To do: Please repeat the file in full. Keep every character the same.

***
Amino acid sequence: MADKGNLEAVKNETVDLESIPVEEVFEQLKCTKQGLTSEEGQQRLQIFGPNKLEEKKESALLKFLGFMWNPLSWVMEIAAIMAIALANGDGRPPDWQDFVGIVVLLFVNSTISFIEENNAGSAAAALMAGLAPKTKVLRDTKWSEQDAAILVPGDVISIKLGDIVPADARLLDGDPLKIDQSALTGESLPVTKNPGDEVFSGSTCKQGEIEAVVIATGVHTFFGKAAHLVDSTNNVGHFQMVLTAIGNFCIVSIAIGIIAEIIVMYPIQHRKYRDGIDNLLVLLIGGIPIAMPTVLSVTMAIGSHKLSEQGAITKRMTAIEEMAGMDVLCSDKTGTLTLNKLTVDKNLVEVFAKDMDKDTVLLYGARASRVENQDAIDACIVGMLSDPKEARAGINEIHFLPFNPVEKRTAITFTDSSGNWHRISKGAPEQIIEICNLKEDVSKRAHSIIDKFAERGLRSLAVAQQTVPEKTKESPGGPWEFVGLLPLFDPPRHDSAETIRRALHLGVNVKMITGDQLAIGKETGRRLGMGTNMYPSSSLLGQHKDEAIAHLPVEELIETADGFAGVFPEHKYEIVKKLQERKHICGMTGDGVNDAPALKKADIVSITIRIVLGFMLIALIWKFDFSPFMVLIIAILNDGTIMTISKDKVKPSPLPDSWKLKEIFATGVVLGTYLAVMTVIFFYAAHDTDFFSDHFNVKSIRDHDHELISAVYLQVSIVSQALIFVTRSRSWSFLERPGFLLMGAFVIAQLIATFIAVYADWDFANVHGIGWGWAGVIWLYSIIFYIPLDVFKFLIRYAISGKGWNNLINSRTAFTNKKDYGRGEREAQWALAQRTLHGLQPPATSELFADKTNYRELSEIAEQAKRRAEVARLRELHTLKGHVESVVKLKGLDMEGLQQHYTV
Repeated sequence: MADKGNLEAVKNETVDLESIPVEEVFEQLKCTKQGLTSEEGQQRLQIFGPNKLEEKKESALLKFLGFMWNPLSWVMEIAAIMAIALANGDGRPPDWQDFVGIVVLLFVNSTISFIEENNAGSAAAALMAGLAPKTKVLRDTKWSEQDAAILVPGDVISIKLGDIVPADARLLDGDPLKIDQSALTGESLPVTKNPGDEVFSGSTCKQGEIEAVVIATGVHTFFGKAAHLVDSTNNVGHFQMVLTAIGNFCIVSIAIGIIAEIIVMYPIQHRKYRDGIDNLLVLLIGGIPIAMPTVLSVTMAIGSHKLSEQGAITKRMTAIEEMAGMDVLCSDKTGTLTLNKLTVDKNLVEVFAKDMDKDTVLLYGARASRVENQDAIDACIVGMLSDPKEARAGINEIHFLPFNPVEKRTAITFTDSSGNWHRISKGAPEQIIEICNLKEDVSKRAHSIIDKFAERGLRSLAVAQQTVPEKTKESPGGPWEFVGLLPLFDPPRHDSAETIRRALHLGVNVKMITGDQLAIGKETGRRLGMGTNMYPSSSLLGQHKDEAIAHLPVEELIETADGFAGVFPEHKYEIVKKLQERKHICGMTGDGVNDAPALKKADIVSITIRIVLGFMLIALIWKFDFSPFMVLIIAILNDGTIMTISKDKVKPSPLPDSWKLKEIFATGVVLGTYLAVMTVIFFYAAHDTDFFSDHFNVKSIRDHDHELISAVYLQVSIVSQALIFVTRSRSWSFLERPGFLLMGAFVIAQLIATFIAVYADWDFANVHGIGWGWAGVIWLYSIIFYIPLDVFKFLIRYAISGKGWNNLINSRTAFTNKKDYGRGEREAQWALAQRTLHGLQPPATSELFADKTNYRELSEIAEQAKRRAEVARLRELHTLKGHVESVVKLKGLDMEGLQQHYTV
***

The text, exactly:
Amino acid sequence: MADKGNLEAVKNETVDLESIPVEEVFEQLKCTKQGLTSEEGQQRLQIFGPNKLEEKKESALLKFLGFMWNPLSWVMEIAAIMAIALANGDGRPPDWQDFVGIVVLLFVNSTISFIEENNAGSAAAALMAGLAPKTKVLRDTKWSEQDAAILVPGDVISIKLGDIVPADARLLDGDPLKIDQSALTGESLPVTKNPGDEVFSGSTCKQGEIEAVVIATGVHTFFGKAAHLVDSTNNVGHFQMVLTAIGNFCIVSIAIGIIAEIIVMYPIQHRKYRDGIDNLLVLLIGGIPIAMPTVLSVTMAIGSHKLSEQGAITKRMTAIEEMAGMDVLCSDKTGTLTLNKLTVDKNLVEVFAKDMDKDTVLLYGARASRVENQDAIDACIVGMLSDPKEARAGINEIHFLPFNPVEKRTAITFTDSSGNWHRISKGAPEQIIEICNLKEDVSKRAHSIIDKFAERGLRSLAVAQQTVPEKTKESPGGPWEFVGLLPLFDPPRHDSAETIRRALHLGVNVKMITGDQLAIGKETGRRLGMGTNMYPSSSLLGQHKDEAIAHLPVEELIETADGFAGVFPEHKYEIVKKLQERKHICGMTGDGVNDAPALKKADIVSITIRIVLGFMLIALIWKFDFSPFMVLIIAILNDGTIMTISKDKVKPSPLPDSWKLKEIFATGVVLGTYLAVMTVIFFYAAHDTDFFSDHFNVKSIRDHDHELISAVYLQVSIVSQALIFVTRSRSWSFLERPGFLLMGAFVIAQLIATFIAVYADWDFANVHGIGWGWAGVIWLYSIIFYIPLDVFKFLIRYAISGKGWNNLINSRTAFTNKKDYGRGEREAQWALAQRTLHGLQPPATSELFADKTNYRELSEIAEQAKRRAEVARLRELHTLKGHVESVVKLKGLDMEGLQQHYTV
Repeated sequence: MADKGNLEAVKNETVDLESIPVEEVFEQLKCTKQGLTSEEGQQRLQIFGPNKLEEKKESALLKFLGFMWNPLSWVMEIAAIMAIALANGDGRPPDWQDFVGIVVLLFVNSTISFIEENNAGSAAAALMAGLAPKTKVLRDTKWSEQDAAILVPGDVISIKLGDIVPADARLLDGDPLKIDQSALTGESLPVTKNPGDEVFSGSTCKQGEIEAVVIATGVHTFFGKAAHLVDSTNNVGHFQMVLTAIGNFCIVSIAIGIIAEIIVMYPIQHRKYRDGIDNLLVLLIGGIPIAMPTVLSVTMAIGSHKLSEQGAITKRMTAIEEMAGMDVLCSDKTGTLTLNKLTVDKNLVEVFAKDMDKDTVLLYGARASRVENQDAIDACIVGMLSDPKEARAGINEIHFLPFNPVEKRTAITFTDSSGNWHRISKGAPEQIIEICNLKEDVSKRAHSIIDKFAERGLRSLAVAQQTVPEKTKESPGGPWEFVGLLPLFDPPRHDSAETIRRALHLGVNVKMITGDQLAIGKETGRRLGMGTNMYPSSSLLGQHKDEAIAHLPVEELIETADGFAGVFPEHKYEIVKKLQERKHICGMTGDGVNDAPALKKADIVSITIRIVLGFMLIALIWKFDFSPFMVLIIAILNDGTIMTISKDKVKPSPLPDSWKLKEIFATGVVLGTYLAVMTVIFFYAAHDTDFFSDHFNVKSIRDHDHELISAVYLQVSIVSQALIFVTRSRSWSFLERPGFLLMGAFVIAQLIATFIAVYADWDFANVHGIGWGWAGVIWLYSIIFYIPLDVFKFLIRYAISGKGWNNLINSRTAFTNKKDYGRGEREAQWALAQRTLHGLQPPATSELFADKTNYRELSEIAEQAKRRAEVARLRELHTLKGHVESVVKLKGLDMEGLQQHYTV